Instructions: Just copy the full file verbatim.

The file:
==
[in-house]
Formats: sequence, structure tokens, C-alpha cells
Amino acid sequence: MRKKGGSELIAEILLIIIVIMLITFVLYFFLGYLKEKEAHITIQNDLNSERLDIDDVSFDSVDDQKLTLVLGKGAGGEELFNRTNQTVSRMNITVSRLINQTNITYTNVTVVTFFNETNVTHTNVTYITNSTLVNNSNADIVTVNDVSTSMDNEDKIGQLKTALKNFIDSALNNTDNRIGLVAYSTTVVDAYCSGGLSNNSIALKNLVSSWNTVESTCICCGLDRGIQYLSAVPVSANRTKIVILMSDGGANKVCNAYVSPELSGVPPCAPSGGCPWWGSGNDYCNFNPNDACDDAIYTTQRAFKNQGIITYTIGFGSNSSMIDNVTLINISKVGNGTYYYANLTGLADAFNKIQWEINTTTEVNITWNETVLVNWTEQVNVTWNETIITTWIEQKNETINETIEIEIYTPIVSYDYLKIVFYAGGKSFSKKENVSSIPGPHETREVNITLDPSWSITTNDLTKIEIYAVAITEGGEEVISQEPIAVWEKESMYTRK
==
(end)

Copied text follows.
[in-house]
Formats: sequence, structure tokens, C-alpha cells
Amino acid sequence: MRKKGGSELIAEILLIIIVIMLITFVLYFFLGYLKEKEAHITIQNDLNSERLDIDDVSFDSVDDQKLTLVLGKGAGGEELFNRTNQTVSRMNITVSRLINQTNITYTNVTVVTFFNETNVTHTNVTYITNSTLVNNSNADIVTVNDVSTSMDNEDKIGQLKTALKNFIDSALNNTDNRIGLVAYSTTVVDAYCSGGLSNNSIALKNLVSSWNTVESTCICCGLDRGIQYLSAVPVSANRTKIVILMSDGGANKVCNAYVSPELSGVPPCAPSGGCPWWGSGNDYCNFNPNDACDDAIYTTQRAFKNQGIITYTIGFGSNSSMIDNVTLINISKVGNGTYYYANLTGLADAFNKIQWEINTTTEVNITWNETVLVNWTEQVNVTWNETIITTWIEQKNETINETIEIEIYTPIVSYDYLKIVFYAGGKSFSKKENVSSIPGPHETREVNITLDPSWSITTNDLTKIEIYAVAITEGGEEVISQEPIAVWEKESMYTRK